3

Indeed, induction is a good way: for $n=1$ this can checked directly. Now, suppose that $T^n\left( \left[ \cfrac{k}{2^n},\cfrac{k+1}{2^n}\right]\right) = [0,1] , \forall n\in\mathbb N, 0<\cfrac{k}{2^n}<1$ and let us show it for $n+1$. Let $0\leqslant k\leqslant 2^{n+1}-1$. If $k+1\leqslant 2^n$, then on $\left[ \cfrac{k}{2^{n+1}},\cfrac{k+1}{2^{n+1}}\...


2

Suppose that $f$ take values on $\mathbb{R}$, otherwise the above equality it's not true. In other words, assume that $-\infty<f(x)<\infty$ for every $x\in X$. Fix some $n$ and $x\in X$. Then, $$-\infty<2^nf(x)<\infty.$$ In other words, $k\leq 2^nf(x)<k+1$, where $k=[2^nf(x)]$ is the integer part of $2^nf(x)$. Divide both sides by $2^n$ to get ...


1

The precise statement of this result is as follows: For any stationary process $\{X_n\}_{n= 1}^{\infty}$, there exists a doubly-infinite stationary sequence $\{Y_n\}_{n=-\infty}^{\infty}$ s.t. $X_1,\ldots$ and $Y_1,\ldots$ have the same distribution. Proof. By Kolmogorov's extension theorem, it suffices to define the finite dimensional distributions of $\{...


1

You know that for any $A \cap H \subset X$ there is a measurable set $C \subset X$ such that $A\cap H \subset C$ and $\mu^∗(A\cap H)=\mu(C)$. Note that $A\cap H \subset C\cap H \subset C$ and that $ C\cap H $ is measurable. So we have $$ \mu^∗(A\cap H) \leq \mu(C \cap H) \leq \mu(C)$$ Since $\mu^∗(A\cap H)=\mu(C)$, we have $\mu^∗(A\cap H) = \mu(C \cap H) =...


1

Since $f_n$ is stationary, it means that $$f_n(\omega,x)=f_n(\tau_{-x} \omega,0)$$ almost everywhere. Therefore, the weak limit $f_0(\omega,\cdot)$ of $f_n(\omega,\cdot)$ (in $L^2_{loc}(\mathbb{R}^3)$) verifies $$f_0(\omega,x)=f_0(\tau_{-x} \omega,0).$$ Then I pose $\tilde{f_0}(\omega)=f_0(\omega,0)$ for almost all $\omega$ and we can easily check that $f_0$ ...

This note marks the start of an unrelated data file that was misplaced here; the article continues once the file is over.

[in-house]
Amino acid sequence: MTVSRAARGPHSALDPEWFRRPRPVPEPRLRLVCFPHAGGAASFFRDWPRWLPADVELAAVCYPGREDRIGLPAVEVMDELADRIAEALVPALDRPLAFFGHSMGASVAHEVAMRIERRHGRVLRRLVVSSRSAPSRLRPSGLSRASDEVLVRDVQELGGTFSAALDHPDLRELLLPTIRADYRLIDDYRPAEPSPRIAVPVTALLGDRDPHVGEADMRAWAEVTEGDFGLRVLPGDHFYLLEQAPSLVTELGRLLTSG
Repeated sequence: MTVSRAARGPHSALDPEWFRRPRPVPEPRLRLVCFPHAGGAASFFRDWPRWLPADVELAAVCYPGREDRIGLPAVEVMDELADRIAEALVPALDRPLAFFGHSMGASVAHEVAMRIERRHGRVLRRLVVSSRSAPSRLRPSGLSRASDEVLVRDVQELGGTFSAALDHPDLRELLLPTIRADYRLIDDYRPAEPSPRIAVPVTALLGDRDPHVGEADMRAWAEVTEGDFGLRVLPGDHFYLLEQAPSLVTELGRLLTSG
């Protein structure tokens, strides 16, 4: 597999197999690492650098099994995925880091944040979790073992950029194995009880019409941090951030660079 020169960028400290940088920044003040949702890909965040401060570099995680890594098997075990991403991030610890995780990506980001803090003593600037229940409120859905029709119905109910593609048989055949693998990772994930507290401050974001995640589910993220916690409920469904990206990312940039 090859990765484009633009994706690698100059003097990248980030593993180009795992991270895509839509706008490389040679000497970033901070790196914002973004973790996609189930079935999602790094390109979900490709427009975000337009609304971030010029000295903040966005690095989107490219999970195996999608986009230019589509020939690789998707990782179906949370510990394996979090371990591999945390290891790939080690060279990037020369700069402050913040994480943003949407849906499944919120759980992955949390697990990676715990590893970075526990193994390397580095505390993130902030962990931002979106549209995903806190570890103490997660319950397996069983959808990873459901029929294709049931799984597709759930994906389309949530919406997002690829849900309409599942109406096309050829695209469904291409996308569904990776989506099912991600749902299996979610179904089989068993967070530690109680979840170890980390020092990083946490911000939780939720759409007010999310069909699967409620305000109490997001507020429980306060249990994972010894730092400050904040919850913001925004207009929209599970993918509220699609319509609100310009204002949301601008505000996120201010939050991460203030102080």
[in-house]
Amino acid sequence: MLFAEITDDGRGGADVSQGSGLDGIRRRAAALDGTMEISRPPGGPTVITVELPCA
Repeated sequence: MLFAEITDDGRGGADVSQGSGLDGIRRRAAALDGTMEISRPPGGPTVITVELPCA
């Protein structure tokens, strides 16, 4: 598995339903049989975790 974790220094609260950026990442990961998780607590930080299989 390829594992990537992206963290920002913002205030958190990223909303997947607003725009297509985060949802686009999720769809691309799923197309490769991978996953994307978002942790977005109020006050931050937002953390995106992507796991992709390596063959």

1

Here is a proof that doesn't exactly follow the outline indicated in the question. Let $W$ be a Poincaré sequence, $(X,\mathcal B,\mu,T)$ an m.p.s., and let $A\subset X$ have $\mu(A)>0$. We will find $n\in W\cap m\mathbb Z$ such that $\mu(T^{-n}A\cap A)>0$. Let $(Y,\mathcal D,\nu,S)$ be the rotation on $m$ points: $Y= \{0,\dots,m-1\}$, $Sy = y+1$ mod $...


1

First $X$ is just the set of (bi infinity) sequences of element of $Y$ and $T$ is just the shift in the sequence, you change the indices by $n \mapsto n+1$. Now the measure $m$ is as follow $m(.....i....)=p_i$ that is the measure of the set of sequences having $I$ at a given position is $p_i$. And then $$ m(...i_1 i_2 - i_l....)=p_1p_2-p_l $$ Where "$......


1

It's a change of index. The initial inequality reads $$g_{m+n} \leq g_m + g_n \circ \tau^m \quad \forall n, m \geq 0.$$ Now, let $m' := m$ and $n' := m+n$ I can replace $m$ with $m'$ and $n$ with $n'-m'$. This inequality becomes $$g_{n'} \leq g_{m'} + g_{n'-m'} \circ \tau^{m'} \quad \forall n' \geq m' \geq 0.$$ Note that the quantification on $n$, $m$ ...


1

1 As you said the Theorem proving the existsence of the Haar measure gives regularity. To understand why this holds, you must read the proof of Theorem 0.13. 2 Let $E \subset G$ be any Borel set. Then $$ \mu(E)=m(A^{-1}E)= \sup \{ m(K) : K\subseteq A^{-1}E , K \mbox{ compact } \} $$ Now use the fact that $A$ is onto and $G$ is compact to show that each ...


1

You haven't really given a counterexample because assuming that $f$ has the shadowing property, for every $\epsilon>0$ choose $\delta>0$ such that $\delta<\epsilon$. Now you need to fix $r$ as $0<r<\delta$ for $g(x)$ to be a $\delta$-pseudo orbit. For this $r$ and a starting point $x$, $x_n=g^n(x)$, fix $p=x+r \in \mathbb{R}$, then $$|f^n(p)-...


1

$\mu(\{x_1,\dots,x_q\}) = 1$ implies $\mu = \sum\limits_{i=1}^q\frac{\delta_{\{x_i\}}}{q}$ is correct. But I do not understant how this close the case $\mu (A)=1$ since you can repeat infinitely times your procedure without reaching a atom of the measure. If $A$ is invariant and $\mu(A)=0$ then $A^c$ the complement, is also invariant and $\mu(A^c)=1$. That ...


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